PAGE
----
Lee Ming-che: Taiwanese activist goes on trial in China
A Taiwanese pro-democracy activist has gone on trial in China accused of “subverting state power”.
Chinese authorities say Lee Ming-che promoted multi-party rule in group messaging chats.
The 42-year-old activist went missing in China in March and was later revealed to have been detained.
Little information has been given by Chinese authorities, but the case has gripped Taiwan amid already strained relations with China.
His wife Lee Ching-yu, who has led calls for his release, is attending his trial in Hunan province. She had warned he may be pressured to make a confession against his will.
What happened to him?
Mr Lee, an NGO worker, is a well-known democracy and human rights activist in Taiwan.
On 19 March he travelled to the semi-autonomous Chinese territory of Macau, then moved on to the southern mainland province of Guangdong where he went missing.
His wife later held a press conference in Taiwan calling for answers from the Chinese government.
On 29 March, China announced Mr Lee had been detained for “pursuing activities harmful to national security”. In May, authorities said he was suspected of “subverting state power”, and that he was being held in Hunan province.
A Chinese activist, Peng Yuhua, is also on trial with Mr Lee on similar charges.
What is he accused of doing?
Prosecutors at the Yueyang Intermediate Court in Hunan province, which is posting live updates on the trial online, accused Mr Lee of “attacking Chinese society and encouraging multi-party rule”.
They said he did this through an organisation called Plum Blossom Company set up with Mr Peng, and also through posts in a group chat with more than 2,000 members in the popular messaging app QQ.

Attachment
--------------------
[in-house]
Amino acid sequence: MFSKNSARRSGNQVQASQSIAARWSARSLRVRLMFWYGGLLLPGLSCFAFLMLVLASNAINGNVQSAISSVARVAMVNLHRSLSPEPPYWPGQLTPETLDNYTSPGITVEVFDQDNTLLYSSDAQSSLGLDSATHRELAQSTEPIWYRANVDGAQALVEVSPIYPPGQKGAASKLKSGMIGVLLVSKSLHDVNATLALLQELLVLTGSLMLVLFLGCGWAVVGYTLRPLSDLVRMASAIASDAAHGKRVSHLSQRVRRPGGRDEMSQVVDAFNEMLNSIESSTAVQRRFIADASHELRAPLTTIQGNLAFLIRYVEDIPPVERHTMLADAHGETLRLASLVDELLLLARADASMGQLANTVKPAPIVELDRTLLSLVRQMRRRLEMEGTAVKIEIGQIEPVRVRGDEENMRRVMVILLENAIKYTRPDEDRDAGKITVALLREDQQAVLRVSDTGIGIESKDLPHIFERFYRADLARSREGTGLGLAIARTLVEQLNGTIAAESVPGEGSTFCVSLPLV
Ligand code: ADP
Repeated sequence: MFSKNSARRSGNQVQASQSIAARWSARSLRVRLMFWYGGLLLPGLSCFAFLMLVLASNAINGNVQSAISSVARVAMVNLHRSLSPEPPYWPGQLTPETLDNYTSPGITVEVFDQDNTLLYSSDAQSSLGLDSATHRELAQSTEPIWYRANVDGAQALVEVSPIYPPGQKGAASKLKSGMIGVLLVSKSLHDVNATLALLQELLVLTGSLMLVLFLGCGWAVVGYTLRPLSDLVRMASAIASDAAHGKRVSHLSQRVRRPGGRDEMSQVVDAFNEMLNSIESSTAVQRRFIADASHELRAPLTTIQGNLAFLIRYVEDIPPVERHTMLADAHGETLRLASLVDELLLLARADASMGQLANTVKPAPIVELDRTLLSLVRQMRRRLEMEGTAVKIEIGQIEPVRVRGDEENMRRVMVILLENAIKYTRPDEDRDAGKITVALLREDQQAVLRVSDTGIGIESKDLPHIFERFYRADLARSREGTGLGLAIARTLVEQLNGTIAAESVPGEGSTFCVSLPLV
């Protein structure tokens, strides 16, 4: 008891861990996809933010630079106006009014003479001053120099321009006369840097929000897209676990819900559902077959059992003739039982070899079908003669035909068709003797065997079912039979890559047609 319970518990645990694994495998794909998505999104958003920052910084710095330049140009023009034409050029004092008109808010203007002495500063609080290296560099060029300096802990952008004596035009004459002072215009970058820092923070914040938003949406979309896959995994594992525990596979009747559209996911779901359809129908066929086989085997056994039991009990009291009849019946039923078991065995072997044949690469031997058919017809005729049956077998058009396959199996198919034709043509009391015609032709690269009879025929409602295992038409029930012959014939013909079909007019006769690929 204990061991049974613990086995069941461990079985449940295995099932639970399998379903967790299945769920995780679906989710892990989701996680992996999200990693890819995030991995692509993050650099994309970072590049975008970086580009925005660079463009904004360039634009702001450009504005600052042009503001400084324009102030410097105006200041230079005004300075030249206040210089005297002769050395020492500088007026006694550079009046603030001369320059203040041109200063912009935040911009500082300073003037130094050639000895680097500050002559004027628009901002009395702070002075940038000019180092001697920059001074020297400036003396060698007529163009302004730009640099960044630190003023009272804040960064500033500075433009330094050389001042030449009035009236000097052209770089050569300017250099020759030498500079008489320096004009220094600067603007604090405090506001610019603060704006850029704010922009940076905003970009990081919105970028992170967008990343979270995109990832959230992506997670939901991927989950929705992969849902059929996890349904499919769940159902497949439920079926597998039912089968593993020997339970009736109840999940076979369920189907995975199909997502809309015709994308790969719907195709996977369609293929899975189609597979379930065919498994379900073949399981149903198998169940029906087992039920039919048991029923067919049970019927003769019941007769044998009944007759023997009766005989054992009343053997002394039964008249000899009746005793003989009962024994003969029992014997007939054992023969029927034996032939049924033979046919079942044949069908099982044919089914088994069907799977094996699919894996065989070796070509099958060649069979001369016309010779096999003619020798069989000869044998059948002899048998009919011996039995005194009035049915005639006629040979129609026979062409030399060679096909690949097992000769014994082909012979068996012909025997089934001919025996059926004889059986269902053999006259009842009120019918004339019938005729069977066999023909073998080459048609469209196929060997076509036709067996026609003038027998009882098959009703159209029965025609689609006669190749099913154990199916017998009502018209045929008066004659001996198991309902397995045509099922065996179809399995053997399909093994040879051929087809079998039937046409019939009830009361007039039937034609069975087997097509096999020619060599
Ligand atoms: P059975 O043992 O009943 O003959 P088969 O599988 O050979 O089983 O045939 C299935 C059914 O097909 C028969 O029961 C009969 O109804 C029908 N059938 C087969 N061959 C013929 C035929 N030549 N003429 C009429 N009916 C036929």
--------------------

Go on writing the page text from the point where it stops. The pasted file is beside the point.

Mr Lee was accused of using the medium to organise activities “inciting others to subvert state power” as well.
Mr Lee was seen in a clip recorded at the trial saying he had “no objection” to the charges.
He admitted that he had circulated and written articles that “attacked and wickedly smeared the Chinese government” and “promoted Western-style multi-party democracy” on various social media and messaging platforms.
Mr Lee’s family and colleagues have said he did regularly exchange messages with friends in mainland China discussing democracy and China-Taiwan relations, but that he had done nothing wrong and only shared his experiences as an activist.
On Saturday, his wife told reporters: “Please forgive Lee Ming-che if you see him doing or saying something embarrassing in court under duress.
“That is just the result of the Chinese government skilfully extracting a ‘guilty confession’,” the CNA website (in Chinese) quoted her as saying.
How big is this case?
The case has strained relations between China and Taiwan, which Beijing considers a breakaway province to be reunited with the mainland one day.
It is being watched particularly closely in Taiwan, where many often travel to mainland China for work or holidays.
Taiwanese President Tsai Ing-wen has called on Chinese authorities to return Mr Lee safely, and to “not let this case be an impediment” to relations.
“China may perhaps see this as a small matter, but in reality, this is a huge cross-strait issue,” she said in an interview (in Chinese) in April.
The spokesman of China’s Taiwan Affairs Office, Ma Xiaoguang, previously said the investigation into Mr Lee would be “handled in line with legal procedures”.